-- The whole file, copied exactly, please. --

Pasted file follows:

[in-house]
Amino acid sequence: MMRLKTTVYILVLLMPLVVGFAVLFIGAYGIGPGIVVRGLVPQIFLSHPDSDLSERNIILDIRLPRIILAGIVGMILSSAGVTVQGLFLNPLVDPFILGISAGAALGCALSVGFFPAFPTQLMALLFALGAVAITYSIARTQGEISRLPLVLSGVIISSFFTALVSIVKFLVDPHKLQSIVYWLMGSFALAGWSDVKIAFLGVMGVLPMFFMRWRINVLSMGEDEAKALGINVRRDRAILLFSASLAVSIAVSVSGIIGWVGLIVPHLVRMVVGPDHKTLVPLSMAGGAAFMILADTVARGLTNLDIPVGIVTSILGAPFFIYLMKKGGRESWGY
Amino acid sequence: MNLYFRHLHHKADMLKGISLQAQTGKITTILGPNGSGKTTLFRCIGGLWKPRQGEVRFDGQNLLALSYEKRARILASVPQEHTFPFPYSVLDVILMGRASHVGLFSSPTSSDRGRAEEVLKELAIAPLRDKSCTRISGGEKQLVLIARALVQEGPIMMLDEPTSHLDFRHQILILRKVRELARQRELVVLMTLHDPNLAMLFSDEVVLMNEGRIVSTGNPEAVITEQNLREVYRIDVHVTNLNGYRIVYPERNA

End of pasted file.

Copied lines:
[in-house]
Amino acid sequence: MMRLKTTVYILVLLMPLVVGFAVLFIGAYGIGPGIVVRGLVPQIFLSHPDSDLSERNIILDIRLPRIILAGIVGMILSSAGVTVQGLFLNPLVDPFILGISAGAALGCALSVGFFPAFPTQLMALLFALGAVAITYSIARTQGEISRLPLVLSGVIISSFFTALVSIVKFLVDPHKLQSIVYWLMGSFALAGWSDVKIAFLGVMGVLPMFFMRWRINVLSMGEDEAKALGINVRRDRAILLFSASLAVSIAVSVSGIIGWVGLIVPHLVRMVVGPDHKTLVPLSMAGGAAFMILADTVARGLTNLDIPVGIVTSILGAPFFIYLMKKGGRESWGY
Amino acid sequence: MNLYFRHLHHKADMLKGISLQAQTGKITTILGPNGSGKTTLFRCIGGLWKPRQGEVRFDGQNLLALSYEKRARILASVPQEHTFPFPYSVLDVILMGRASHVGLFSSPTSSDRGRAEEVLKELAIAPLRDKSCTRISGGEKQLVLIARALVQEGPIMMLDEPTSHLDFRHQILILRKVRELARQRELVVLMTLHDPNLAMLFSDEVVLMNEGRIVSTGNPEAVITEQNLREVYRIDVHVTNLNGYRIVYPERNA